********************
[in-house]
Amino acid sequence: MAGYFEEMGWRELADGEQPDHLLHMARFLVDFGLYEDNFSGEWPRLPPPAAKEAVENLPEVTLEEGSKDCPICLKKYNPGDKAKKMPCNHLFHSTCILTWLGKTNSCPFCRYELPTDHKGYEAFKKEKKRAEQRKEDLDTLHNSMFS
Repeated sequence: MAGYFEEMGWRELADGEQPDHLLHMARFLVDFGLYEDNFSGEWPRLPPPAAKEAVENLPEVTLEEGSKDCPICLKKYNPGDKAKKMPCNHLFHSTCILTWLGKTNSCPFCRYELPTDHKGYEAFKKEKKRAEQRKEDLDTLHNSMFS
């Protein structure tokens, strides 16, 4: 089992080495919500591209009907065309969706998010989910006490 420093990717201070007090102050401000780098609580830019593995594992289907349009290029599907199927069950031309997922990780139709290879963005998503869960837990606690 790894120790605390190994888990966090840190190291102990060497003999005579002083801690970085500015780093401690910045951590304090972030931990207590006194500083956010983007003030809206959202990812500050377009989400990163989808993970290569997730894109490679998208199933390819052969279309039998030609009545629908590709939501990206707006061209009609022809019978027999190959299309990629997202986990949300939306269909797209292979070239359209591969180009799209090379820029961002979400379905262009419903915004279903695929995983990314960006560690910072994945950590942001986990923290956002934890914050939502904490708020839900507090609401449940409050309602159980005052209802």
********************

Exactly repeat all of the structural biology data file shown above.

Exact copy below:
[in-house]
Amino acid sequence: MAGYFEEMGWRELADGEQPDHLLHMARFLVDFGLYEDNFSGEWPRLPPPAAKEAVENLPEVTLEEGSKDCPICLKKYNPGDKAKKMPCNHLFHSTCILTWLGKTNSCPFCRYELPTDHKGYEAFKKEKKRAEQRKEDLDTLHNSMFS
Repeated sequence: MAGYFEEMGWRELADGEQPDHLLHMARFLVDFGLYEDNFSGEWPRLPPPAAKEAVENLPEVTLEEGSKDCPICLKKYNPGDKAKKMPCNHLFHSTCILTWLGKTNSCPFCRYELPTDHKGYEAFKKEKKRAEQRKEDLDTLHNSMFS
């Protein structure tokens, strides 16, 4: 089992080495919500591209009907065309969706998010989910006490 420093990717201070007090102050401000780098609580830019593995594992289907349009290029599907199927069950031309997922990780139709290879963005998503869960837990606690 790894120790605390190994888990966090840190190291102990060497003999005579002083801690970085500015780093401690910045951590304090972030931990207590006194500083956010983007003030809206959202990812500050377009989400990163989808993970290569997730894109490679998208199933390819052969279309039998030609009545629908590709939501990206707006061209009609022809019978027999190959299309990629997202986990949300939306269909797209292979070239359209591969180009799209090379820029961002979400379905262009419903915004279903695929995983990314960006560690910072994945950590942001986990923290956002934890914050939502904490708020839900507090609401449940409050309602159980005052209802």